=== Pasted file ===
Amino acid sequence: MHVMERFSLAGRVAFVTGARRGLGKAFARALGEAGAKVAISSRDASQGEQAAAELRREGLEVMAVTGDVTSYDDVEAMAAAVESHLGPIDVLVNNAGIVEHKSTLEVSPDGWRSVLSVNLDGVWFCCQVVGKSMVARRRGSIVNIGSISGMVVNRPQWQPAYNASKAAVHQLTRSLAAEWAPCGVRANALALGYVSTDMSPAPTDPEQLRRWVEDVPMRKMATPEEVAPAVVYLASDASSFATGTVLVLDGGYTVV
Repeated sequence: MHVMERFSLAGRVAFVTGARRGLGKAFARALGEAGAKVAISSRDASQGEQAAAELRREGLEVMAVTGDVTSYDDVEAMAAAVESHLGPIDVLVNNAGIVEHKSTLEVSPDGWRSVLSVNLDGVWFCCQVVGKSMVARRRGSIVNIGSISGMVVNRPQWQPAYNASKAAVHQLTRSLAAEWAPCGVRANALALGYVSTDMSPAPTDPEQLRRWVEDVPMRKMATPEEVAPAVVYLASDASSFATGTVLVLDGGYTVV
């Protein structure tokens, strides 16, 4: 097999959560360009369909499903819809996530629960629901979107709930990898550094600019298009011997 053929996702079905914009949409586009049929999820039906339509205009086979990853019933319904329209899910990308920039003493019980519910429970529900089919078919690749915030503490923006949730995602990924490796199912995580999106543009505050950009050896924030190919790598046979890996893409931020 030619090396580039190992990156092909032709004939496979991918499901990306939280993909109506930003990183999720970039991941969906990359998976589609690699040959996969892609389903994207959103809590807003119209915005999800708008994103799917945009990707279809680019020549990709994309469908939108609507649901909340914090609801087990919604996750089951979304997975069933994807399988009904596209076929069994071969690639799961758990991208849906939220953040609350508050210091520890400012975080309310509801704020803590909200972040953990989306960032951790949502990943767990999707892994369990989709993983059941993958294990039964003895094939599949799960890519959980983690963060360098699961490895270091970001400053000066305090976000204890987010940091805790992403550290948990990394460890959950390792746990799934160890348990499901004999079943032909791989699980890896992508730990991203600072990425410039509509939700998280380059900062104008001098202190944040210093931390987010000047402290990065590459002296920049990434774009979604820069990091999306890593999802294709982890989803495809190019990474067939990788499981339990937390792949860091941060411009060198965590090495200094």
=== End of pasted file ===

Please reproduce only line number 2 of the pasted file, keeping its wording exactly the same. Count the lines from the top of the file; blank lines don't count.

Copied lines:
Repeated sequence: MHVMERFSLAGRVAFVTGARRGLGKAFARALGEAGAKVAISSRDASQGEQAAAELRREGLEVMAVTGDVTSYDDVEAMAAAVESHLGPIDVLVNNAGIVEHKSTLEVSPDGWRSVLSVNLDGVWFCCQVVGKSMVARRRGSIVNIGSISGMVVNRPQWQPAYNASKAAVHQLTRSLAAEWAPCGVRANALALGYVSTDMSPAPTDPEQLRRWVEDVPMRKMATPEEVAPAVVYLASDASSFATGTVLVLDGGYTVV